In an almost unbelievable exercise of optimism, he then spent 18 months making presentations to investment groups around the country, asking them to give $50 million to a man who had never run a business in his life and had no experience in the field in which he wanted to train people, for a business that was unlike anything anyone had ever tried.
From each one, he got basically the same response. They liked the idea, thought it had potential, and were impressed with the homework he had done, but they just didn’t want to take that kind of risk with a man they called “an untested resource.”
“That was true,” he added.
In March 2011, he had nearly exhausted his life savings exploring the idea.
“I had just enough money to keep the sheriff’s department from putting my couch on the street,” he said.
Phone call puts project on track
He was about at the point of giving up and returning to work in aviation when he got a phone call. He can instantly recite the exact date and time: March 22, 2011 at 2:52 p.m.
Earlier, a Denver investment company had heard about the project and asked him to send a data package, which he did. The phone call was from them, the Anschutz Corp. They said they were at least willing to give the money to do a full engineering study of his plans to validate the projected cost. They also wanted time to research the potential demand.
By November, the engineering plans were done and the group agreed to put up the money for construction. Duane Ackerman, former BellSouth CEO, also joined as an investor.
“They said, ‘We see the merit in the project. Number one, this is good for the country. Number two, we think it’s badly needed, and number three, we think, we hope, you can make a business out of it,’ ” Burkart recalled. “That has been repeated at every board meeting since.”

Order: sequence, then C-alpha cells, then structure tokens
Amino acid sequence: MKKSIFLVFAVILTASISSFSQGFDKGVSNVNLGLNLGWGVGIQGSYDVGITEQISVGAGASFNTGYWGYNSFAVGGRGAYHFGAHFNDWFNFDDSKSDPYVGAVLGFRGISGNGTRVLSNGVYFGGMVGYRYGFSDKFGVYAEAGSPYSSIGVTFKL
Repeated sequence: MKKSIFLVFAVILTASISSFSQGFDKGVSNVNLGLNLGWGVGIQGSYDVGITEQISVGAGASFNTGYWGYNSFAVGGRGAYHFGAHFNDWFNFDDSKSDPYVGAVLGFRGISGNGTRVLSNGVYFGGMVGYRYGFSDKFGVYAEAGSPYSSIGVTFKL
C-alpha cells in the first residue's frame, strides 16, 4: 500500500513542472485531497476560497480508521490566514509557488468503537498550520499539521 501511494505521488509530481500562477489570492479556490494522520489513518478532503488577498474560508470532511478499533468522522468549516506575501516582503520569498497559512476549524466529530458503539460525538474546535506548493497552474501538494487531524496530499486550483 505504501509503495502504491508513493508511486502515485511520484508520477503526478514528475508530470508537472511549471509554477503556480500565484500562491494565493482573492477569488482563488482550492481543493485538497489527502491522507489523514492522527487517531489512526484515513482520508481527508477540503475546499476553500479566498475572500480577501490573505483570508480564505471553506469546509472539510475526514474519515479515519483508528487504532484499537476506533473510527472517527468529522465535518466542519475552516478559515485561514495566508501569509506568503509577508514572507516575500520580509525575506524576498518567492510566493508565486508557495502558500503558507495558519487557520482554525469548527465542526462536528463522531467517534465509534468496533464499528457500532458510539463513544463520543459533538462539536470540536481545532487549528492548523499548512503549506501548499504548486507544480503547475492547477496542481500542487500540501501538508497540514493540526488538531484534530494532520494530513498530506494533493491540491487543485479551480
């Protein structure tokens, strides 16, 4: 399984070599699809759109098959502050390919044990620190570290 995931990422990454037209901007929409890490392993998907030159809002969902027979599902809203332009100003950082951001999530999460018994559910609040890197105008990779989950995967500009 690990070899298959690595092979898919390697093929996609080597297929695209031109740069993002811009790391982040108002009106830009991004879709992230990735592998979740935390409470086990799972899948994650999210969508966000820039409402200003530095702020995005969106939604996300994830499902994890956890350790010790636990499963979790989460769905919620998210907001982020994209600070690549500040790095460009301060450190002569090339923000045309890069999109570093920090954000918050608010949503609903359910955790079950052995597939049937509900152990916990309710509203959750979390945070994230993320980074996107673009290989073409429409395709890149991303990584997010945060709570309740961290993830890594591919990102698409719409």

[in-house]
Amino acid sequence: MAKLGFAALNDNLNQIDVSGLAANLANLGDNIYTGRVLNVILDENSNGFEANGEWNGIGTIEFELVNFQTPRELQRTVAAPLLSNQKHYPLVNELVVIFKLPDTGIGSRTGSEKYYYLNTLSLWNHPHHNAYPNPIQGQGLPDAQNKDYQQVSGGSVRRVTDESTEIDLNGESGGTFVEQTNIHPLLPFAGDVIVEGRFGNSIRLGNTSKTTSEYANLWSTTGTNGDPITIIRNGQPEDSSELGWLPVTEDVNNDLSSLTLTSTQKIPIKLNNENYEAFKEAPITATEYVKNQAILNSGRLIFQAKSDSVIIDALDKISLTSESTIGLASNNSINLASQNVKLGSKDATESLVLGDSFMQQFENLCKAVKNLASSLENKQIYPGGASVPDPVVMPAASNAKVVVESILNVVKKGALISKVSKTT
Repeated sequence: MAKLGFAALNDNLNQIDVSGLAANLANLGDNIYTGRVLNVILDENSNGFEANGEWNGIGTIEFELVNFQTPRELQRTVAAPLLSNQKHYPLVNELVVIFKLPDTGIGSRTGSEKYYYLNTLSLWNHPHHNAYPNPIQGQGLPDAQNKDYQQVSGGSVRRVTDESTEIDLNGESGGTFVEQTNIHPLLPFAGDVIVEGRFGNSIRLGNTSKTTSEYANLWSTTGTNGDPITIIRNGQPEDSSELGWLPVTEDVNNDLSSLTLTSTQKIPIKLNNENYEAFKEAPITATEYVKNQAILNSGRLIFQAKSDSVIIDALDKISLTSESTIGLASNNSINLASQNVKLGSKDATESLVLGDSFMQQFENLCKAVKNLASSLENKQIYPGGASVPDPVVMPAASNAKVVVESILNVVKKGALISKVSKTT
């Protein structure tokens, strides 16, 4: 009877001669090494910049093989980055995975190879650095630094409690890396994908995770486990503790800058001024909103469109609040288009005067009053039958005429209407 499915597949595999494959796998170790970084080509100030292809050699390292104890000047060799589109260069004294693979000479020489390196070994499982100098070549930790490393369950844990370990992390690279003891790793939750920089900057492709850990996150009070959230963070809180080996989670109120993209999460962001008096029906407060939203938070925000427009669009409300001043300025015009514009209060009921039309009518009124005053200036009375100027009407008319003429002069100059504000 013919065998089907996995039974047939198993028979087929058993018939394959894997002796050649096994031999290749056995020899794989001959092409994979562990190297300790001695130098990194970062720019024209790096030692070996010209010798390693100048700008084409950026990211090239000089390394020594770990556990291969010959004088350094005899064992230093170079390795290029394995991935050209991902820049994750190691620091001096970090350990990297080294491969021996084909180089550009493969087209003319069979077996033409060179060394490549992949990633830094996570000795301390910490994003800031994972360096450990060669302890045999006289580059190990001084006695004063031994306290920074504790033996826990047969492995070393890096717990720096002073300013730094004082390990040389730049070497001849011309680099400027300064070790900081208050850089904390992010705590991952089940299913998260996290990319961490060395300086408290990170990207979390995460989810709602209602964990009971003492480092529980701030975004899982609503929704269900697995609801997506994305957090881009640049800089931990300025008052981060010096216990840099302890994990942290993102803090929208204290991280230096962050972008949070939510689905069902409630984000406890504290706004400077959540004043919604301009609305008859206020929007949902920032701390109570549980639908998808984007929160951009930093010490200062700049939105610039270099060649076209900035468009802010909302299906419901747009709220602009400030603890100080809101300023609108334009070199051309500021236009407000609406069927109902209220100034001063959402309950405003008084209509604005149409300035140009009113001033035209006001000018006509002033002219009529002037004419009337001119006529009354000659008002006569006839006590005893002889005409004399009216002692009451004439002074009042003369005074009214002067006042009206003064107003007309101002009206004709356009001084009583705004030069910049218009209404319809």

Construction is expected to be finished in early 2013, but it is already well ahead of schedule. When it is built, Burkart and his investors will then be faced with the ultimate question. Will people come?
Not only is he convinced they will, but he believes the need is strong enough that he plans to build three more centers in other parts of the country. He said he has talked to many federal, state and local emergency agencies, not only around the country but internationally.
“I have yet to find one agency or one individual, either a leadership person or a grunt in the ranks, who thinks this is a bad idea,” he said. “They think not only is this a great idea but ‘Man, do we need this.’ Nowhere does a comprehensive, all-hazards training facility exist.”
Perry Mayor Jimmy Faircloth said he has heard Burkart give several presentations on the project, and Faircloth is convinced it will be a success.
“It is going to be very similar to the impact that the national fair has,” he said. “The people coming to Guardian Centers will infiltrate into the community moreso than the people coming to the fair because they will be here for days, staying in hotels and eating at restaurants.”
Local economic developers have estimated an annual economic impact of at least $75 million.
The center is being built on the property that had been the Northrop Grumman Corp. missile plant, although the government canceled the contract before a missile was ever built. Vacant for years, it was Burkart’s top choice for a location and was purchased shortly after the investment funding came through. Construction started in February.
To contact writer Wayne Crenshaw, call 256-9725.